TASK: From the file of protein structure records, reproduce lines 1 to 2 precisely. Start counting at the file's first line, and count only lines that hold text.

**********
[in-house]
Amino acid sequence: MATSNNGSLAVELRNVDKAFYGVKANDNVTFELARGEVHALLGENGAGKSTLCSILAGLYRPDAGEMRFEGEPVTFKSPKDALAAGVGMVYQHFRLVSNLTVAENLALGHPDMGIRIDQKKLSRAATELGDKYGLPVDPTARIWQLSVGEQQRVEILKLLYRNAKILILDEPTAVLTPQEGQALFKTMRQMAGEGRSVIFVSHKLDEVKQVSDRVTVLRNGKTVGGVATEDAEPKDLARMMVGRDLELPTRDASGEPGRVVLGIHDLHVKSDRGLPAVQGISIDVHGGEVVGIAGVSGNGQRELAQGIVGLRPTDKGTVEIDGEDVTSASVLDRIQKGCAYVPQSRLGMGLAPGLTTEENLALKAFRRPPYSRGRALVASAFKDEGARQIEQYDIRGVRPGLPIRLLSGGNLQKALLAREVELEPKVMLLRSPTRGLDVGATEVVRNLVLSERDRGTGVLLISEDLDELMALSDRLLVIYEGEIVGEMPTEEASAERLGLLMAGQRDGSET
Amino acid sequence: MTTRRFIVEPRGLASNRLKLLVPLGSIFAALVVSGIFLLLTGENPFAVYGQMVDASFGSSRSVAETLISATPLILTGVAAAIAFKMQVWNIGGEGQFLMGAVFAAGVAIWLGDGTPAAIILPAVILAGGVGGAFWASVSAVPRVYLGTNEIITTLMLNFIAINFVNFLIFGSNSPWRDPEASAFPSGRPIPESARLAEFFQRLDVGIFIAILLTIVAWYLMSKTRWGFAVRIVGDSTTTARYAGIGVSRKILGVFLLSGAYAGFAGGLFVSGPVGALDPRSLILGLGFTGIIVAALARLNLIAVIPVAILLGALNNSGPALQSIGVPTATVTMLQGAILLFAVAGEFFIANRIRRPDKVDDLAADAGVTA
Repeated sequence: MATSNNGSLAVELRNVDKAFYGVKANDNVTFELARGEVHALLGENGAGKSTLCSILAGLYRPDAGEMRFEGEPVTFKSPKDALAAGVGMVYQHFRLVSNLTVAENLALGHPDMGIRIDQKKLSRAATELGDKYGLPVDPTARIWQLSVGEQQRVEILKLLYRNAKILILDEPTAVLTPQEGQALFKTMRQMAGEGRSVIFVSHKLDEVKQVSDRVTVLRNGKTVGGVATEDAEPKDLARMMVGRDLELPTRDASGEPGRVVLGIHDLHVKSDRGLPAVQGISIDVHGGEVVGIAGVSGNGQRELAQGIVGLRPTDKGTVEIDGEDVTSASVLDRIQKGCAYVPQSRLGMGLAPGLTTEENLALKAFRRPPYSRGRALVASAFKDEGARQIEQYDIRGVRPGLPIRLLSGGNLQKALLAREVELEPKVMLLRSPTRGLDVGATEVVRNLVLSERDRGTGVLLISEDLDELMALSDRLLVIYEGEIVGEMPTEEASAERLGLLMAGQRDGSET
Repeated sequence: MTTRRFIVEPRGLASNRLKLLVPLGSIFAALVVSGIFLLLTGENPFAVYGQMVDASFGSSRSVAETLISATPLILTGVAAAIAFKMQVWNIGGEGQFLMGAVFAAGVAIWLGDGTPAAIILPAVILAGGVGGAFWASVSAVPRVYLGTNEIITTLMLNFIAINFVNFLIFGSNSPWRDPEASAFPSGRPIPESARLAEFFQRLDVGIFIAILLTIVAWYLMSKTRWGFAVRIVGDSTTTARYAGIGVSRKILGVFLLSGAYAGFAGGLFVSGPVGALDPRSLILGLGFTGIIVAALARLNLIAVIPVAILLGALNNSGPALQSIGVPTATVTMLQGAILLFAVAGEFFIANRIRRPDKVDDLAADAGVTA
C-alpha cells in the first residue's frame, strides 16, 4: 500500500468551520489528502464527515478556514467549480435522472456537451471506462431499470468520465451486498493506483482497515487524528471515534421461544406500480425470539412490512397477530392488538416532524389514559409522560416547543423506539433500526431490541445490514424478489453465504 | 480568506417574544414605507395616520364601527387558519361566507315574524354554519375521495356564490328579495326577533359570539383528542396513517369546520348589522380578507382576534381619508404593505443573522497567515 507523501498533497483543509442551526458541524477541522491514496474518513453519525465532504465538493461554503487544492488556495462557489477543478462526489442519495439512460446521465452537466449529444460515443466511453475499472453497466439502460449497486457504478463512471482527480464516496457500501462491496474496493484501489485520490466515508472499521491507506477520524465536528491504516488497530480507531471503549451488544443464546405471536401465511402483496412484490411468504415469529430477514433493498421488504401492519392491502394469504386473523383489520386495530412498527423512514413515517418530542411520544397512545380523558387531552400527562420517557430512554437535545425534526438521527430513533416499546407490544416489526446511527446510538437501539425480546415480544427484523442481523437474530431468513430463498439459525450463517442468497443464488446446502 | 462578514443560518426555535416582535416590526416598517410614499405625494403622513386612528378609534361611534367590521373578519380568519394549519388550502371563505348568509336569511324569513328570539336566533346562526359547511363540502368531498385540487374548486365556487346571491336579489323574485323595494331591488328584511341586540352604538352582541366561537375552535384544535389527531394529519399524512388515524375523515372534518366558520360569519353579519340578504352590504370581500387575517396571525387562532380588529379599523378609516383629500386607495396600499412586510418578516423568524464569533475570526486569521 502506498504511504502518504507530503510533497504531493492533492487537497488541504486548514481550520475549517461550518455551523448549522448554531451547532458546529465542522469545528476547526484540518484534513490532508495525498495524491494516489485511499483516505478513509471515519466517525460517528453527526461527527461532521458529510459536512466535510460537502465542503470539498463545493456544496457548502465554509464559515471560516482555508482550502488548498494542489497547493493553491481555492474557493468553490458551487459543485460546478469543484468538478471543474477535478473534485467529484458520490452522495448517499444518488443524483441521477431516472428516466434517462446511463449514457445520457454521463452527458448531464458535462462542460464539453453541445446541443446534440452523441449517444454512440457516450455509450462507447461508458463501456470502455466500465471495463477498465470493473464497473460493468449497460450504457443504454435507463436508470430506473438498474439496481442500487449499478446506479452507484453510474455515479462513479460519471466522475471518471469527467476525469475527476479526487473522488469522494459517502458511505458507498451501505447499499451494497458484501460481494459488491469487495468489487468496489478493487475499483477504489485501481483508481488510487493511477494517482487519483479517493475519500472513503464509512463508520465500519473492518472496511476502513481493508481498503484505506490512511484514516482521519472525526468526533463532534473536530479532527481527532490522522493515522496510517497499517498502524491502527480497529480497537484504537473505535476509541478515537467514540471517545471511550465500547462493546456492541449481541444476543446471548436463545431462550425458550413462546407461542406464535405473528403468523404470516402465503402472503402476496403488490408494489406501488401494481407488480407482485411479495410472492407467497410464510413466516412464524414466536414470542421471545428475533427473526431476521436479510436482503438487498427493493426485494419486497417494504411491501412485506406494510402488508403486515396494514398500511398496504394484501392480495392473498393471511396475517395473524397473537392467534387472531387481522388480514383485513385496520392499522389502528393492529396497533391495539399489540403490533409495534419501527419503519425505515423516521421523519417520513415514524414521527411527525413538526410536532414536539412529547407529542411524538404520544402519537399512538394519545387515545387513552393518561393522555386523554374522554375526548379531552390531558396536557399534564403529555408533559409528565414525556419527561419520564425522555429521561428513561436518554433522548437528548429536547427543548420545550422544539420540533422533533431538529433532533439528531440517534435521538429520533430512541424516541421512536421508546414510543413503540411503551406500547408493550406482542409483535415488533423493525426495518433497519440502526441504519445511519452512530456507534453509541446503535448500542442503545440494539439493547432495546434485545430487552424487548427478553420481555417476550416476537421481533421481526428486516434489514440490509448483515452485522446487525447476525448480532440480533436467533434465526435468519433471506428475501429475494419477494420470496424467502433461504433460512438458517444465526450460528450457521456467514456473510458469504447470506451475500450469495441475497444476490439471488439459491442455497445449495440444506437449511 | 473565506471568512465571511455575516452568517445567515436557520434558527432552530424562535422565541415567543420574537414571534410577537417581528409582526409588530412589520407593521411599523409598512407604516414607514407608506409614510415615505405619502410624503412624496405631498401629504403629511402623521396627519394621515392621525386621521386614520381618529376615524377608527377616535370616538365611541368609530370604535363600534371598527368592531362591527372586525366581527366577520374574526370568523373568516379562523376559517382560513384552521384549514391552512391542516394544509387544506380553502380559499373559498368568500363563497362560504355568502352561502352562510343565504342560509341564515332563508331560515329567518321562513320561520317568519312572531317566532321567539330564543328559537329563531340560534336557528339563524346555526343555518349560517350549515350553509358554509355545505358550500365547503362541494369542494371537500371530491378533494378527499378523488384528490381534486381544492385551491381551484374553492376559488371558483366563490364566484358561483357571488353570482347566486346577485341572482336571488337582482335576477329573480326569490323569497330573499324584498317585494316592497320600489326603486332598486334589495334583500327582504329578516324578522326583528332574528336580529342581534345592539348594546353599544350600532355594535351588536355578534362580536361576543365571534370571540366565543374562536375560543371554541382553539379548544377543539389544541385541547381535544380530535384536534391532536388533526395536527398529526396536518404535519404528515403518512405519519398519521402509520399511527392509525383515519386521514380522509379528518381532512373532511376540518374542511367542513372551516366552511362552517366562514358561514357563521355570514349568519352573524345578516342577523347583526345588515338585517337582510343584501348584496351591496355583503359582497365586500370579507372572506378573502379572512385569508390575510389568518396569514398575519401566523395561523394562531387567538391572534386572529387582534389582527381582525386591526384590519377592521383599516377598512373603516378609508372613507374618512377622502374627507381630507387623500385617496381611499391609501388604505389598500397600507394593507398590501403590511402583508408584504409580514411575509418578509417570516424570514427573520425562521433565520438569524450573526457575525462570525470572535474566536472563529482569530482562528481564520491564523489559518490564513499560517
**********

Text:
[in-house]
Amino acid sequence: MATSNNGSLAVELRNVDKAFYGVKANDNVTFELARGEVHALLGENGAGKSTLCSILAGLYRPDAGEMRFEGEPVTFKSPKDALAAGVGMVYQHFRLVSNLTVAENLALGHPDMGIRIDQKKLSRAATELGDKYGLPVDPTARIWQLSVGEQQRVEILKLLYRNAKILILDEPTAVLTPQEGQALFKTMRQMAGEGRSVIFVSHKLDEVKQVSDRVTVLRNGKTVGGVATEDAEPKDLARMMVGRDLELPTRDASGEPGRVVLGIHDLHVKSDRGLPAVQGISIDVHGGEVVGIAGVSGNGQRELAQGIVGLRPTDKGTVEIDGEDVTSASVLDRIQKGCAYVPQSRLGMGLAPGLTTEENLALKAFRRPPYSRGRALVASAFKDEGARQIEQYDIRGVRPGLPIRLLSGGNLQKALLAREVELEPKVMLLRSPTRGLDVGATEVVRNLVLSERDRGTGVLLISEDLDELMALSDRLLVIYEGEIVGEMPTEEASAERLGLLMAGQRDGSET